Do you feel like you could be a productive leader? Do you leave daily with a more significant to-do list than when you started? Are those priorities you were going to address today? You’re not alone! This post will share tips to help you become a more effective leader. Let’s get started!

The Productive Leader Delegates Effectively

Some believe that controlling everything is a leader’s job and they can do it all. They feel the best way not to lose productivity is to get things done themselves. They believe assigning items to their team members just slows them down. And, it’s true, you likely can complete something faster this time, but there will also be other times where these duties need fulfilling, so ultimately, your efficiency goes down rather than up.

It’s not easy to delegate, but it is necessary. The truth of delegating means giving up some control over the process to ensure more things get done quickly and you can focus on moving the whole business forward.

The key to successful delegation is ensuring your team has a firm grasp on your vision, goals, and priorities for the business. When your team knows what’s important, they understand what is necessary to complete the assigned tasks aligned with you and the company.

Finally, create a system that lets you stay on top of everything and delegate effectively. Recognize that your team members may be at different levels of competency to complete these tasks for you. So create a schedule of weekly one-on-ones and monthly reviews to ensure work stays on track.

Productivity Gains through Schedule Discipline

What is your ideal week? Do you know what a perfect day and week look like for you, or are you just going with the flow of everyday life and letting other people dictate how to spend your time? If you identify what your optimal daily and weekly schedules look like, then it becomes simple to plan: block out times for must-do meetings, project time, break time, and walking around the office checking on others’ progress. You account for every moment!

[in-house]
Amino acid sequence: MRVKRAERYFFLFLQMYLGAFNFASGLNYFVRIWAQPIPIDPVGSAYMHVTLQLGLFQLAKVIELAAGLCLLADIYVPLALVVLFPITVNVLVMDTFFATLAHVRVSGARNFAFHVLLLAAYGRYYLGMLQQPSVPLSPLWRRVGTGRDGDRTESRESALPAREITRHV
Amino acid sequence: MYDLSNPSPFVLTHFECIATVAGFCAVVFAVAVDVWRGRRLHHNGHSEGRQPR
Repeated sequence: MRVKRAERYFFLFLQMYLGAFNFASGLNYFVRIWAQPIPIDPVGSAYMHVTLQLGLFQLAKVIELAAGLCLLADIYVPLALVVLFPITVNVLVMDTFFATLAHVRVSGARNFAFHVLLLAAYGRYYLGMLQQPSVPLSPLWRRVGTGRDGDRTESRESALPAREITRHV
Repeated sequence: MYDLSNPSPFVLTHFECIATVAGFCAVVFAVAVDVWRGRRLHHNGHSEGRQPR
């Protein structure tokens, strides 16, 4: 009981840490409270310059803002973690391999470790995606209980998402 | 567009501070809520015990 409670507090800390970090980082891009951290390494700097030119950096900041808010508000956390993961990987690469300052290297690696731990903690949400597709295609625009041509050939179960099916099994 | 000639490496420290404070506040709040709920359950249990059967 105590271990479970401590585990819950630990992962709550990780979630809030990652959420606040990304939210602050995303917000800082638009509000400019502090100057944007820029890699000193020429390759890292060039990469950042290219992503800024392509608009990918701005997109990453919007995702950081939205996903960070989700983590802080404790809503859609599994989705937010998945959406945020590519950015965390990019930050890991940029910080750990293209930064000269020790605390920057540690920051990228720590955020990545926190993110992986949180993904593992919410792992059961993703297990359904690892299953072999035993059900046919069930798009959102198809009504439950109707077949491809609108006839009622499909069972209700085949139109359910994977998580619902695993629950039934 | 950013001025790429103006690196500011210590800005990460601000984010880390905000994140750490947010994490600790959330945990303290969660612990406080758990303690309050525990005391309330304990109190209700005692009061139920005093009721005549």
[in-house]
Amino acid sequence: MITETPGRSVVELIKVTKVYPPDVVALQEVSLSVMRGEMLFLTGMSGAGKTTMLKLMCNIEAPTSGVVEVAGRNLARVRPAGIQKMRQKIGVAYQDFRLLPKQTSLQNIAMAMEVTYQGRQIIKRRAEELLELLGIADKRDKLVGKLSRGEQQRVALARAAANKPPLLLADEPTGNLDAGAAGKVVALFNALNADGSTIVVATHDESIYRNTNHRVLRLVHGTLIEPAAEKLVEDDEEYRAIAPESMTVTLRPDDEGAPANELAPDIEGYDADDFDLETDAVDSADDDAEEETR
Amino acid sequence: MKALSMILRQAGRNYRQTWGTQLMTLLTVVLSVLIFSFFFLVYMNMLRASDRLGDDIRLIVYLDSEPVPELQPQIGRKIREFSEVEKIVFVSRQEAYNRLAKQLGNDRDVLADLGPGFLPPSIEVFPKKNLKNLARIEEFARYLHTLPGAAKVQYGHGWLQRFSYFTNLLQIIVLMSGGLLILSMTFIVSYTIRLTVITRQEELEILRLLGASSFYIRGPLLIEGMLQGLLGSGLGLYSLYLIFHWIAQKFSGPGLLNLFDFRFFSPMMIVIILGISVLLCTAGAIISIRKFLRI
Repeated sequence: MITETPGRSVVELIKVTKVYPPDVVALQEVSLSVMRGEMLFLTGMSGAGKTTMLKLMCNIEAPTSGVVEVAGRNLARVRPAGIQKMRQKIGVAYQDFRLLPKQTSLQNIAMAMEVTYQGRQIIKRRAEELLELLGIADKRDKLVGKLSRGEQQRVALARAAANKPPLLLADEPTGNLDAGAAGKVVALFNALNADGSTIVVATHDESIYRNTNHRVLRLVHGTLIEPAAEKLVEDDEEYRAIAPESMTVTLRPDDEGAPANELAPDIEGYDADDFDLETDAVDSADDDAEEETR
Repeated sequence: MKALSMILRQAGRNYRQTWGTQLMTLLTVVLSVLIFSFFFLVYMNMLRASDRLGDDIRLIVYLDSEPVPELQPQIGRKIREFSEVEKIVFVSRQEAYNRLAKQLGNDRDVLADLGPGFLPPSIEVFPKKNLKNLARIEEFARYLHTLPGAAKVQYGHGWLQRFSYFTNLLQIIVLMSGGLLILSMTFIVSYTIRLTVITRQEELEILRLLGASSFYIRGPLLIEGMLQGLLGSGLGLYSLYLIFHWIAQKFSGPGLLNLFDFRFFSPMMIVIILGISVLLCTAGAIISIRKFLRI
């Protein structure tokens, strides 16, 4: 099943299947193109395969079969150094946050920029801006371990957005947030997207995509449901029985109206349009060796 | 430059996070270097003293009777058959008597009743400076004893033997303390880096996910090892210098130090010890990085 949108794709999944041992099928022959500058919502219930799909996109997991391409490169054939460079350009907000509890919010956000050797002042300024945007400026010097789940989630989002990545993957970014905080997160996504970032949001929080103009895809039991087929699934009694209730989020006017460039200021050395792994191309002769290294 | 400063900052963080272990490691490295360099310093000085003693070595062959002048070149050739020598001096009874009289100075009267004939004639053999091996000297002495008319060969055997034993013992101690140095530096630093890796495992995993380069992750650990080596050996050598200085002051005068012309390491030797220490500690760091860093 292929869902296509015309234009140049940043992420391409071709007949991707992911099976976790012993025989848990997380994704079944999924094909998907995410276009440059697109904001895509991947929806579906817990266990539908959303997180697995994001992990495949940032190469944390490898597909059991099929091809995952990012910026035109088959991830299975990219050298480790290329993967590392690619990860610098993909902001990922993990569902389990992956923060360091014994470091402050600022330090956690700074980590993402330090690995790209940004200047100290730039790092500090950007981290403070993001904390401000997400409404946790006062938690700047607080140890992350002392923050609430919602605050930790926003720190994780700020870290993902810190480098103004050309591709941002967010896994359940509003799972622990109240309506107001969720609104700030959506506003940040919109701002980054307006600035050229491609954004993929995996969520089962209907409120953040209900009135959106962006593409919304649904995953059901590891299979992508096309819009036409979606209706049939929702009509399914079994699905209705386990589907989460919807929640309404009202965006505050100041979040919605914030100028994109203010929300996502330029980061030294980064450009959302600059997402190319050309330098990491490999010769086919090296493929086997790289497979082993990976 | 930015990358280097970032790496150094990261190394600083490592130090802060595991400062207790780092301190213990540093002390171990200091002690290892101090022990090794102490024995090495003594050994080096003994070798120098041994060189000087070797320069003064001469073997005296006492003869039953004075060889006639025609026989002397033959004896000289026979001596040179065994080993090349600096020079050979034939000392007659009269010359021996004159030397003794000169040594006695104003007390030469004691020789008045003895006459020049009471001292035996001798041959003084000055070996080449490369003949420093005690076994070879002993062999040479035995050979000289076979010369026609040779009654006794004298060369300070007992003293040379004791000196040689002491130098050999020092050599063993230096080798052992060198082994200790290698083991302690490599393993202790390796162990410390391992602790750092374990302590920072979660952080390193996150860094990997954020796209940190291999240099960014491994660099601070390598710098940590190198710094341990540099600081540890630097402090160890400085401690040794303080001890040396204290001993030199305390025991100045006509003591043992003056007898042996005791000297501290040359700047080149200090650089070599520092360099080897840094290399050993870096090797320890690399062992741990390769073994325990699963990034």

Start with the things you control: when you get up, arrive at work, and leave for the day. Next, block in time for getting work and projects done. Think about when you are most productive during the day to get started.

Next, add the meetings you must attend. Don’t assume the minimum time is 30 minutes for your meetings. Appointments will fill the time you allow. Start with 15 minutes, then expand as warranted.

Finally, get out of the habit of just accepting every meeting that appears on your calendar. You can’t expect to get your work done if you’re constantly running from meeting to meeting. Block your schedule so you have at least 15 minutes between appointments. Delegate meetings to your team or ask the meeting leader to provide you with notes after the fact.

The Productive Leader Learns to Say “No”

Saying no to requests can be the hardest thing for a leader. The more you say yes, the less time and energy to devote to your goals.  You’re not a good leader if you can’t finish your work. Saying no to requests is just as important for productivity as a disciplined calendar and effective delegation.

As you decide what commitments you will accept, assess them against your goals, priorities, and vision. That is the first question you must ask before considering time and availability. It’s not just a question: Do I have a slot open on my calendar!

Saying no is hard. You may disappoint or even anger people, but you must keep the long game in mind. You may even feel guilty for saying “no,” but this emotion is a sign that there’s something else going on inside of you. You will compromise your goals if you cannot say no when appropriate.

Saying “no” will help you get what you want. Knowing when to say no is necessary, and not allowing others to distract you from your goals is essential. This will let you find success sooner, with greater ease than if you had said yes in those same situations!

Saying “No” helps us achieve our dreams faster by strengthening our commitment to them.

If you want to be a productive leader, start delegating effectively, establishing a scheduling discipline, and learning to say no. These three tips should help get you started on the path to becoming a more productive leader. But if you want more personalized advice or need help implementing these principles, I’m here for you. Schedule an introductory call with me today, and let me help you take your productivity (and leadership) to the next level. Thanks for reading!

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